If you’ve ever found yourself musing on the possible when it comes to the rest of the population —what’s the story behind that window across the street, or behind the eyes of the stranger you pass on another street—you’re likely to get a kick out of Peek, a decidedly urban collection of very short fictions by Paul Beckman. This book takes us there: through the windows, into the minds behind those eyes, onto commuter trains, into the apartments and hotel rooms, of these others who live in our world. There’s a temptation to call these stories “voyeuristic”, but that would be too easy, and could be somewhat misleading. Instead, let’s call them insightful.
Like looking into a diorama, these small openings provide a wider and more detailed view of interior lives than one might expect. Flash fiction is all about economy and suggestion, and Beckman is a master of both. Through sparsely arranged details and briefly glimpsed thoughts, whole lives are suggested—usually in stories that last a page or two, and sometimes less. And while these stories often deal with sex, the prurient implication behind the term “voyeurism” is inaccurate here: far from being some kind of erotica, Beckman’s stories deal with the frustrations, missed connections, the sometimes sad and ugly truths behind people’s desires and fantasies, rather than indulging in the fantasies themselves. Then, sometimes, when the fantasy becomes a reality—as in “The Most Gorgeous Daughter”—we’re faced with the most bitter of the sweet: the realization that to become lost in fantasy usually means to completely lose touch with reality.
Beckman’s greatest achievement in these stories might be that in the midst of the often tawdry and fantastic details of these people’s lives and situations, he provides us the opportunity for empathy: to feel, however briefly, the emotional tug of caring for people we’ve never met and are never likely to. That doesn’t mean they don’t often remind us, at least in some aspects, of people we know or have known—and that’s where the empathic reaction comes into play. We’re all familiar with feelings of regret, situations of moral ambiguity, and so on. Without necessarily ever having known a father and daughter like the ones in “By The Way, Did You Know That Mom Died?” we can still, with a little imagination, picture ourselves in either or both of their shoes. That’s the beauty of a perfectly crafted piece of flash fiction: Boom, you’re there; and then there are the aftershocks of that quick explosion of recognition, because great stories never really end after you’ve finished reading them.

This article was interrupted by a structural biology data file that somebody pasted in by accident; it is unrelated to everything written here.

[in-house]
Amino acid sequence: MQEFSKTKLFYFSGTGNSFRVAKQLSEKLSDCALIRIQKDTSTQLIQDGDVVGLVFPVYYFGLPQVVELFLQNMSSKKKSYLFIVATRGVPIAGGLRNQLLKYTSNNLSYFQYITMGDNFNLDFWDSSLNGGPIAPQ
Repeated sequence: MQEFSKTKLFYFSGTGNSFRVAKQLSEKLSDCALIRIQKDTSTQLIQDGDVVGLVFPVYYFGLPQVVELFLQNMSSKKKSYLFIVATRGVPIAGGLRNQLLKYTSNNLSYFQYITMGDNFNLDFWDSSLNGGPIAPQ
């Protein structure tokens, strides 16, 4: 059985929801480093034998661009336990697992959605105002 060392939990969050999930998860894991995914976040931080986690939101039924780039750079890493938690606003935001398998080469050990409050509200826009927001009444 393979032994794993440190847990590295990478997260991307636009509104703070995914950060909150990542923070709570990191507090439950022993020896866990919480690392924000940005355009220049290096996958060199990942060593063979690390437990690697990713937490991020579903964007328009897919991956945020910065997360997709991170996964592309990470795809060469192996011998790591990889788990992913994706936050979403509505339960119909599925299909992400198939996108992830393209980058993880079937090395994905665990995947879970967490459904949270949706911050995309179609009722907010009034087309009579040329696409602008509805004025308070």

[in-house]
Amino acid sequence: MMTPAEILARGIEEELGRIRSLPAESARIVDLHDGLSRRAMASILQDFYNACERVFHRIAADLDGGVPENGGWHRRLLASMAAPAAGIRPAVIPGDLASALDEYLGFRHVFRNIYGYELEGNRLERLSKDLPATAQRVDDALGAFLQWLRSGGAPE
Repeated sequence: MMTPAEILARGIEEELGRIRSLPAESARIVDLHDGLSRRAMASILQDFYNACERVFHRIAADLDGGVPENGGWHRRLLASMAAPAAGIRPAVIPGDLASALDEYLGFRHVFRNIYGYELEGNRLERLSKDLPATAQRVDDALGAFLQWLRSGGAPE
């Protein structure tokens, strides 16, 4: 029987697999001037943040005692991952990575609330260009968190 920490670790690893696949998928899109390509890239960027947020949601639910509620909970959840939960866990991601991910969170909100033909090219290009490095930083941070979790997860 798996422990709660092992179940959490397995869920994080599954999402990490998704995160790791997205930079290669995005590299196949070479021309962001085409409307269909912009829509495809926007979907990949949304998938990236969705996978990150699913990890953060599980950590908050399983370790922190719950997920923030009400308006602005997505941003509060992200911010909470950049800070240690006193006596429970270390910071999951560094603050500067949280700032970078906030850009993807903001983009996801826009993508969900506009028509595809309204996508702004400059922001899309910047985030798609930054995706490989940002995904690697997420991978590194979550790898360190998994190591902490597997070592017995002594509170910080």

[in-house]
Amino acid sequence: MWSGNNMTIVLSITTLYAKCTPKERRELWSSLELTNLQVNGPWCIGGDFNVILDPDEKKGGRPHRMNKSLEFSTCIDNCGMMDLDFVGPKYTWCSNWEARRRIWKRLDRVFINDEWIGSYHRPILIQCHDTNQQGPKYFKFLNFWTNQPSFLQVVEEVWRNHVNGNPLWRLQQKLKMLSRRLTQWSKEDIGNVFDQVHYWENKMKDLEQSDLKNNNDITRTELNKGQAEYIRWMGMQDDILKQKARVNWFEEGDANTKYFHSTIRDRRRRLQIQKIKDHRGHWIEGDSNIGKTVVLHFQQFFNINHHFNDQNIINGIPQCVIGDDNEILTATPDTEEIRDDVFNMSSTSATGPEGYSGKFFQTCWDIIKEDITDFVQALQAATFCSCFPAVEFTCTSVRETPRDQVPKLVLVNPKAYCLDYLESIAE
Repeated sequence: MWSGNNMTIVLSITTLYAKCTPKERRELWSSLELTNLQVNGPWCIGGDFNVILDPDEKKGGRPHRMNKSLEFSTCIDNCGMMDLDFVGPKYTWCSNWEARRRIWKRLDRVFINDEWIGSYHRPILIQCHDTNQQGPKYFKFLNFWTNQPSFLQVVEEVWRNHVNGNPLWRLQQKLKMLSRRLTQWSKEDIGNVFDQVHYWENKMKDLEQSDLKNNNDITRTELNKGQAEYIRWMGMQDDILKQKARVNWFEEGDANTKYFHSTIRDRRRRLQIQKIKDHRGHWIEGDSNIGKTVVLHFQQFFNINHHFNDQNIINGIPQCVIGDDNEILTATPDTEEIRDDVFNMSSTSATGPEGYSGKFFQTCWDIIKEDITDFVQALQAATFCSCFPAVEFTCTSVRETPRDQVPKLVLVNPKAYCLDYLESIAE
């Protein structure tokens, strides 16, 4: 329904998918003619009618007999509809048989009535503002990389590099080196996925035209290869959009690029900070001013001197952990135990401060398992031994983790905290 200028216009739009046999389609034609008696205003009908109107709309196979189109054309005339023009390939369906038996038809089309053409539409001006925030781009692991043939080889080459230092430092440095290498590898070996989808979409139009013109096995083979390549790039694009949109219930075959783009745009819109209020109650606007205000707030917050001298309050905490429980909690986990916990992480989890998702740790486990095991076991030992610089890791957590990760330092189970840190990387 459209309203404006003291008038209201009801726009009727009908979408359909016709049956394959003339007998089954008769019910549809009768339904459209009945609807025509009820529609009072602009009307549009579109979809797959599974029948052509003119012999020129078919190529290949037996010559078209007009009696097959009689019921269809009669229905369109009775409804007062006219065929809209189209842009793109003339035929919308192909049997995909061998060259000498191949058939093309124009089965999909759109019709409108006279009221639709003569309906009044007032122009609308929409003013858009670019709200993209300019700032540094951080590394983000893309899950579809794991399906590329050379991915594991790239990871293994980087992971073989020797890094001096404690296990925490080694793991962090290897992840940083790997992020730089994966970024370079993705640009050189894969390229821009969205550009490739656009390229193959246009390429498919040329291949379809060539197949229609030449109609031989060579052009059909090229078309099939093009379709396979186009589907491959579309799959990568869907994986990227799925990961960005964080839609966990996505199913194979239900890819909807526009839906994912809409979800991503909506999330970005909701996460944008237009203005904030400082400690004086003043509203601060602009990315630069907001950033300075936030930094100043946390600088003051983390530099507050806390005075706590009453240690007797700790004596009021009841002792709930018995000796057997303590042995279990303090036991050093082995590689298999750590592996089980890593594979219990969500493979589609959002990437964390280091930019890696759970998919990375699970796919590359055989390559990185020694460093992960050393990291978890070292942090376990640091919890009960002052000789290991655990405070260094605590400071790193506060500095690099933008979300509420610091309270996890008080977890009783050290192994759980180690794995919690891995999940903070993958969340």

There are quite a few laughs in this book, wry and dry though they may be: “It’s All Because of the News”, “Help Is On the Way” and several other stories bring out the hilarious in squirmy-to-awful scenarios. In fact, even the most touchingly sad stories in the collection have a detached amusement to them: Beckman refuses to pander to sentimentalism, even as he evokes finely-wrought emotions, and it often feels as if he were watching these characters from a plane or through a telescope.
Another thing to savor about this collection is the care with which the whole thing was obviously crafted, or shaped: there is a serial running through the book, a group of stories about four characters named Mirsky, Shelley, Bernice and Elaine—and these episodes feel perfectly spaced, acting as both a kind of tiny novel (which they could easily be, if read back to back) and a palate cleanser between the other stories clustered through the book. Finally, they also feel like a microcosm of the whole collection, with their fly-on-the-wall, matter-of-factly intimate observations of a romantic quadrangle, a fractured family of sorts, and a queasy/cozy round-robin set of lies and games none of us could have possibly seen from such an omniscient perspective, without the help of the wonderful Paul Beckman. Yes, I just called him wonderful: does that seem excessive? Hyperbolic? Have you read this book yet? There are wonders inside; but don’t take my word for it. Take a peek and see for yourself.
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